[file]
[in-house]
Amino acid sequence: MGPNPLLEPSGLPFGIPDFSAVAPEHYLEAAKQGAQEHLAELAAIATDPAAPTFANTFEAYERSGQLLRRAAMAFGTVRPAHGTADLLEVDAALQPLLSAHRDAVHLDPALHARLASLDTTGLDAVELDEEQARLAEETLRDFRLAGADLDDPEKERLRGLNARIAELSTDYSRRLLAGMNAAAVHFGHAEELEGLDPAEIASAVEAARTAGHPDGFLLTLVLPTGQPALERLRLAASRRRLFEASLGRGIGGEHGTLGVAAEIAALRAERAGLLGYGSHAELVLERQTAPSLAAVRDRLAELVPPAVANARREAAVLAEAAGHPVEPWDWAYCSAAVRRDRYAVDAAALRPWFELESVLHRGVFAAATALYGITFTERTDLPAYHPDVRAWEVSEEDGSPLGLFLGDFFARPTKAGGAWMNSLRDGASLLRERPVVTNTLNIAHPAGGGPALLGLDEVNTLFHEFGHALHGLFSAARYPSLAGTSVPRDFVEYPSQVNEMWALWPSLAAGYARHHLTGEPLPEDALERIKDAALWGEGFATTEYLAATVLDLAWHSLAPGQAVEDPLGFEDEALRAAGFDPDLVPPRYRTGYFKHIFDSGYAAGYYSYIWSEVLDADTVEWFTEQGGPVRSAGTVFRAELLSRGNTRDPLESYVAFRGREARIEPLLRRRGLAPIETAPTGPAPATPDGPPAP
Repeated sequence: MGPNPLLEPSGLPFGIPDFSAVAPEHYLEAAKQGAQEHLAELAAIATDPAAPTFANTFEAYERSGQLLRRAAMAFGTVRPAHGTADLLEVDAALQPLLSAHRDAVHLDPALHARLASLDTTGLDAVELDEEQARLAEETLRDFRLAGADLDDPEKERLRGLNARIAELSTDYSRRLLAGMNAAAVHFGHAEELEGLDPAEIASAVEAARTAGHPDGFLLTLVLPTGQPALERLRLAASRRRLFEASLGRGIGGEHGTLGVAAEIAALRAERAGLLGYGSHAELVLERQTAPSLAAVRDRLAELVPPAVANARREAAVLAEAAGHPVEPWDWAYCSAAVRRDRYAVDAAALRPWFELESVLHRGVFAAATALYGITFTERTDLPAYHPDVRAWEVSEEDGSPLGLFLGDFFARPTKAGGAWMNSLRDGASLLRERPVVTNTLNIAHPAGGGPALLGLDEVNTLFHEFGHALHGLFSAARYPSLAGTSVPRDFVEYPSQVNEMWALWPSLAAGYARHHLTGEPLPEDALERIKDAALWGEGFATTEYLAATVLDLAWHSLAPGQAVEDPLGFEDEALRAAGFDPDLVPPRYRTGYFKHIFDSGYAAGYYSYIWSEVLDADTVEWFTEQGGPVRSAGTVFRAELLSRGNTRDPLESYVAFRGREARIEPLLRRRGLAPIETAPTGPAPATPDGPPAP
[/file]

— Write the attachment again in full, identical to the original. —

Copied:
[in-house]
Amino acid sequence: MGPNPLLEPSGLPFGIPDFSAVAPEHYLEAAKQGAQEHLAELAAIATDPAAPTFANTFEAYERSGQLLRRAAMAFGTVRPAHGTADLLEVDAALQPLLSAHRDAVHLDPALHARLASLDTTGLDAVELDEEQARLAEETLRDFRLAGADLDDPEKERLRGLNARIAELSTDYSRRLLAGMNAAAVHFGHAEELEGLDPAEIASAVEAARTAGHPDGFLLTLVLPTGQPALERLRLAASRRRLFEASLGRGIGGEHGTLGVAAEIAALRAERAGLLGYGSHAELVLERQTAPSLAAVRDRLAELVPPAVANARREAAVLAEAAGHPVEPWDWAYCSAAVRRDRYAVDAAALRPWFELESVLHRGVFAAATALYGITFTERTDLPAYHPDVRAWEVSEEDGSPLGLFLGDFFARPTKAGGAWMNSLRDGASLLRERPVVTNTLNIAHPAGGGPALLGLDEVNTLFHEFGHALHGLFSAARYPSLAGTSVPRDFVEYPSQVNEMWALWPSLAAGYARHHLTGEPLPEDALERIKDAALWGEGFATTEYLAATVLDLAWHSLAPGQAVEDPLGFEDEALRAAGFDPDLVPPRYRTGYFKHIFDSGYAAGYYSYIWSEVLDADTVEWFTEQGGPVRSAGTVFRAELLSRGNTRDPLESYVAFRGREARIEPLLRRRGLAPIETAPTGPAPATPDGPPAP
Repeated sequence: MGPNPLLEPSGLPFGIPDFSAVAPEHYLEAAKQGAQEHLAELAAIATDPAAPTFANTFEAYERSGQLLRRAAMAFGTVRPAHGTADLLEVDAALQPLLSAHRDAVHLDPALHARLASLDTTGLDAVELDEEQARLAEETLRDFRLAGADLDDPEKERLRGLNARIAELSTDYSRRLLAGMNAAAVHFGHAEELEGLDPAEIASAVEAARTAGHPDGFLLTLVLPTGQPALERLRLAASRRRLFEASLGRGIGGEHGTLGVAAEIAALRAERAGLLGYGSHAELVLERQTAPSLAAVRDRLAELVPPAVANARREAAVLAEAAGHPVEPWDWAYCSAAVRRDRYAVDAAALRPWFELESVLHRGVFAAATALYGITFTERTDLPAYHPDVRAWEVSEEDGSPLGLFLGDFFARPTKAGGAWMNSLRDGASLLRERPVVTNTLNIAHPAGGGPALLGLDEVNTLFHEFGHALHGLFSAARYPSLAGTSVPRDFVEYPSQVNEMWALWPSLAAGYARHHLTGEPLPEDALERIKDAALWGEGFATTEYLAATVLDLAWHSLAPGQAVEDPLGFEDEALRAAGFDPDLVPPRYRTGYFKHIFDSGYAAGYYSYIWSEVLDADTVEWFTEQGGPVRSAGTVFRAELLSRGNTRDPLESYVAFRGREARIEPLLRRRGLAPIETAPTGPAPATPDGPPAP